Margarito Rodriguez Tovar v. Jefferson Sessions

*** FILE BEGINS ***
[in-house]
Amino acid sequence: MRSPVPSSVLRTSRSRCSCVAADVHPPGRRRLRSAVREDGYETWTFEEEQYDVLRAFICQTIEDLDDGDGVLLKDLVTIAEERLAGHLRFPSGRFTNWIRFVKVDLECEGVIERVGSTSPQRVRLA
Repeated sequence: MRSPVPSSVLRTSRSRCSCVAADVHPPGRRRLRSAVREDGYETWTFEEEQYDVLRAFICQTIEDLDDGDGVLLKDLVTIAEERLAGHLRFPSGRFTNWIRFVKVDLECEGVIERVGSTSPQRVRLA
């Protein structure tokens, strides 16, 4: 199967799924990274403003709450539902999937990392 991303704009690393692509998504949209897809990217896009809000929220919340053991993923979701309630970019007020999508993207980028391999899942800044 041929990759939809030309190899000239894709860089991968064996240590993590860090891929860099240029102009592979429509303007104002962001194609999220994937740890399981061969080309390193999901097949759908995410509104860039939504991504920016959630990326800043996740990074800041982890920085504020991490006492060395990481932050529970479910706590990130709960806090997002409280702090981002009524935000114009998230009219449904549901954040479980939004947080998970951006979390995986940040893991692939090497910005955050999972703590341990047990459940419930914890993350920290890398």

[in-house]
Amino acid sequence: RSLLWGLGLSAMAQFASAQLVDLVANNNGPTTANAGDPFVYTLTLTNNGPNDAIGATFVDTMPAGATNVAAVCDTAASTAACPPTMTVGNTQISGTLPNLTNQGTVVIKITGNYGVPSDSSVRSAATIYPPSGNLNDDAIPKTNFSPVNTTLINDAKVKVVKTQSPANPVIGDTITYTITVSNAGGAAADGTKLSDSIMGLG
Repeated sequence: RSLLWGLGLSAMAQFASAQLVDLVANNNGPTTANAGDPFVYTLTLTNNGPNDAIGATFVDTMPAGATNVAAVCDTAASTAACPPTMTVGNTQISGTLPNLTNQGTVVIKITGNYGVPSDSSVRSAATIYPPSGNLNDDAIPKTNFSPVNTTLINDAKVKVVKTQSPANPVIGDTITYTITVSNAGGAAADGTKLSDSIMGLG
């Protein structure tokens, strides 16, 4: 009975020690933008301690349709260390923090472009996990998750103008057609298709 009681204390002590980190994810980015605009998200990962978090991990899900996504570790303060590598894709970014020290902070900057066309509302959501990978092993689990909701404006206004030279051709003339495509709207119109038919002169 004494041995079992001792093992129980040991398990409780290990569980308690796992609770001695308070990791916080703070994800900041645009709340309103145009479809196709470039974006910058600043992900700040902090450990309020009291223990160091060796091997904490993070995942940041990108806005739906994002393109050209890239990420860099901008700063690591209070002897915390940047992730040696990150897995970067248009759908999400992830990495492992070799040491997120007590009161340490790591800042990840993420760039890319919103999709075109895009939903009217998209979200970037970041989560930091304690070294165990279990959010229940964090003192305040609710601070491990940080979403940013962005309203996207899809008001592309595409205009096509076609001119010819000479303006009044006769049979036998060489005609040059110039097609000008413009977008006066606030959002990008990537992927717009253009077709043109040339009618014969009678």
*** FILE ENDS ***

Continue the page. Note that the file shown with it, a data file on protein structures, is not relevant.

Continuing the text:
FOR PUBLICATION UNITED STATES COURT OF APPEALS FOR THE NINTH CIRCUIT MARGARITO RODRIGUEZ TOVAR, No. 14-73376 Petitioner, Agency No. v. A087-216-564 JEFFERSON B. SESSIONS III, Attorney General, OPINION Respondent. On Petition for Review of an Order of the Board of Immigration Appeals Argued and Submitted December 4, 2017 Pasadena, California Filed February 14, 2018 Before: Dorothy W. Nelson and Stephen Reinhardt, Circuit Judges, and George Caram Steeh,* District Judge. Opinion by Judge Reinhardt * The Honorable George Caram Steeh III, United States District Judge for the Eastern District of Michigan, sitting by designation. 2 RODRIGUEZ TOVAR V. SESSIONS SUMMARY** Immigration The panel granted and remanded Margarito Rodriguez Tovar’s petition for review of a Board of Immigration Appeals decision rejecting his application for adjustment of status. Relying on the BIA’s published opinion in Matter of Zamora-Molina, 25 I. & N. Dec. 606 (BIA 2011), the immigration judge and BIA rejected Rodriguez Tovar’s application for adjustment of status. The agency held that, because Rodriguez Tovar was over 21 years old in biological age on the date of his father’s naturalization, his F2A visa petition (for a minor child of a lawful permanent resident) immediately converted to an F1 visa petition (for an adult child of a U.S. citizen), and not to an immediate relative petition. The agency came to this conclusion even though Rodriguez Tovar was classified by statute as under 21 years old for purposes of his F2A petition, pursuant to the age calculation formula set forth by the Child Status Protection Act. The BIA concluded that Rodriguez Tovar was not eligible for adjustment of status because no visa was immediately available and that Rodriguez Tovar would be subject to removal forthwith. The panel observed that if Rodriguez Tovar’s father had remained an LPR instead of becoming a citizen, Rodriguez Tovar would have been eligible for a visa in the F2A category ** This summary constitutes no part of the opinion of the court. It has been prepared by court staff for the convenience of the reader. RODRIGUEZ TOVAR V. SESSIONS 3 in 2007, at which point his age under the statute would have been 20. Similarly, had he been afforded his statutory age when his father became a citizen, he would have been eligible for a visa immediately. The panel also noted that the government’s position would lead to the absurd result that Rodriguez Tovar would have to wait in line for a visa abroad and not become eligible for an F1 visa until more than twenty years after he would have been eligible for an F2A visa but for his father’s naturalization. Concluding that Congress had clear intent on the question at issue, the panel did not defer to the BIA’s opinion in Matter of Zamora-Molina. Reading the statue as a whole, the panel concluded that Congress intended “age of the alien on the date of the parent’s naturalization,” 8 U.S.C. § 1151(f)(2), to refer to statutory age—that is, age calculated according to 8 U.S.C. § 1153(h)(1). Under that ...

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